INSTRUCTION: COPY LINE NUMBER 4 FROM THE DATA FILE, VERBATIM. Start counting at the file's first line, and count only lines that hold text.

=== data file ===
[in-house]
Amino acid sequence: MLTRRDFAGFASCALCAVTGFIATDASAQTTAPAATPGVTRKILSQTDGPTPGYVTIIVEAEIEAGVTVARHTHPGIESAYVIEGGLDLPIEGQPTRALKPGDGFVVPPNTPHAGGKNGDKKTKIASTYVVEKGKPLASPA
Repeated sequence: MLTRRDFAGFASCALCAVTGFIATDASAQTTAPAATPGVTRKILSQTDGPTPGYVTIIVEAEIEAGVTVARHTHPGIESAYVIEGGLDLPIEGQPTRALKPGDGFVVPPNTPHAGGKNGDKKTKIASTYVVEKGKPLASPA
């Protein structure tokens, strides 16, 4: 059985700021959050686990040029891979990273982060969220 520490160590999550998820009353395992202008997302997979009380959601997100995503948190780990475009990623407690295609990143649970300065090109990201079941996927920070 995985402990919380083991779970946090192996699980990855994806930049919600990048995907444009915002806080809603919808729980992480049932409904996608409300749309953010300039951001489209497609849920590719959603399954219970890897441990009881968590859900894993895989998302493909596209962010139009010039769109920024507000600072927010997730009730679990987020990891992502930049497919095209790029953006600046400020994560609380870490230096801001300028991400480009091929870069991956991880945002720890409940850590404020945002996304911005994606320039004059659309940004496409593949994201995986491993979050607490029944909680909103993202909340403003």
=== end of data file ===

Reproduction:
């Protein structure tokens, strides 16, 4: 059985700021959050686990040029891979990273982060969220 520490160590999550998820009353395992202008997302997979009380959601997100995503948190780990475009990623407690295609990143649970300065090109990201079941996927920070 995985402990919380083991779970946090192996699980990855994806930049919600990048995907444009915002806080809603919808729980992480049932409904996608409300749309953010300039951001489209497609849920590719959603399954219970890897441990009881968590859900894993895989998302493909596209962010139009010039769109920024507000600072927010997730009730679990987020990891992502930049497919095209790029953006600046400020994560609380870490230096801001300028991400480009091929870069991956991880945002720890409940850590404020945002996304911005994606320039004059659309940004496409593949994201995986491993979050607490029944909680909103993202909340403003």